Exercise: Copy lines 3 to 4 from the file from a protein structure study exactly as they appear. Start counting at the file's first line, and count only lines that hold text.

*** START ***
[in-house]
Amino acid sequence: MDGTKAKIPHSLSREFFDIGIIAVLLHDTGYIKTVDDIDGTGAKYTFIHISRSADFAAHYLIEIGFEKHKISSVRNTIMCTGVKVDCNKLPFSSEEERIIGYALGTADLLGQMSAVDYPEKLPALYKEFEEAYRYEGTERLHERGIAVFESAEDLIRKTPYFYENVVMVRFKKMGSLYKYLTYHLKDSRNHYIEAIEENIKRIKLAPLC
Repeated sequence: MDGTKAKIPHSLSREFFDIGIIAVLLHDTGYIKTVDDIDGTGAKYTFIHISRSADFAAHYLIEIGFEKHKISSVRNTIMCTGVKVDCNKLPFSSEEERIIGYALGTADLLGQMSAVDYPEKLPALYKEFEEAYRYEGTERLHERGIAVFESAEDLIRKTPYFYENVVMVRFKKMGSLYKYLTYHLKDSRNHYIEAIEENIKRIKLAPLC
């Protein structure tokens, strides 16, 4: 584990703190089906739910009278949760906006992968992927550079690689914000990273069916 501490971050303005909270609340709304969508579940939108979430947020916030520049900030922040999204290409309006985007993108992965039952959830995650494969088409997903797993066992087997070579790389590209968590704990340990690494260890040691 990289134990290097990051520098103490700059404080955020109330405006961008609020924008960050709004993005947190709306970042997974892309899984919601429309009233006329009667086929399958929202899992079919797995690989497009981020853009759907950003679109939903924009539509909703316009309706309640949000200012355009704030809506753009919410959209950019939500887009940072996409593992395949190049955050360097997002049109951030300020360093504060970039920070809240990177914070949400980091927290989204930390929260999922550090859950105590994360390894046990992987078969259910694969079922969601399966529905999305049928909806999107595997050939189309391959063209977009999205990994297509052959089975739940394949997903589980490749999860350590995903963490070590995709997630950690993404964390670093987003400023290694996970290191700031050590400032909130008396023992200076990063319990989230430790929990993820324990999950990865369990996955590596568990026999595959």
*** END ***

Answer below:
Repeated sequence: MDGTKAKIPHSLSREFFDIGIIAVLLHDTGYIKTVDDIDGTGAKYTFIHISRSADFAAHYLIEIGFEKHKISSVRNTIMCTGVKVDCNKLPFSSEEERIIGYALGTADLLGQMSAVDYPEKLPALYKEFEEAYRYEGTERLHERGIAVFESAEDLIRKTPYFYENVVMVRFKKMGSLYKYLTYHLKDSRNHYIEAIEENIKRIKLAPLC
């Protein structure tokens, strides 16, 4: 584990703190089906739910009278949760906006992968992927550079690689914000990273069916 501490971050303005909270609340709304969508579940939108979430947020916030520049900030922040999204290409309006985007993108992965039952959830995650494969088409997903797993066992087997070579790389590209968590704990340990690494260890040691 990289134990290097990051520098103490700059404080955020109330405006961008609020924008960050709004993005947190709306970042997974892309899984919601429309009233006329009667086929399958929202899992079919797995690989497009981020853009759907950003679109939903924009539509909703316009309706309640949000200012355009704030809506753009919410959209950019939500887009940072996409593992395949190049955050360097997002049109951030300020360093504060970039920070809240990177914070949400980091927290989204930390929260999922550090859950105590994360390894046990992987078969259910694969079922969601399966529905999305049928909806999107595997050939189309391959063209977009999205990994297509052959089975739940394949997903589980490749999860350590995903963490070590995709997630950690993404964390670093987003400023290694996970290191700031050590400032909130008396023992200076990063319990989230430790929990993820324990999950990865369990996955590596568990026999595959």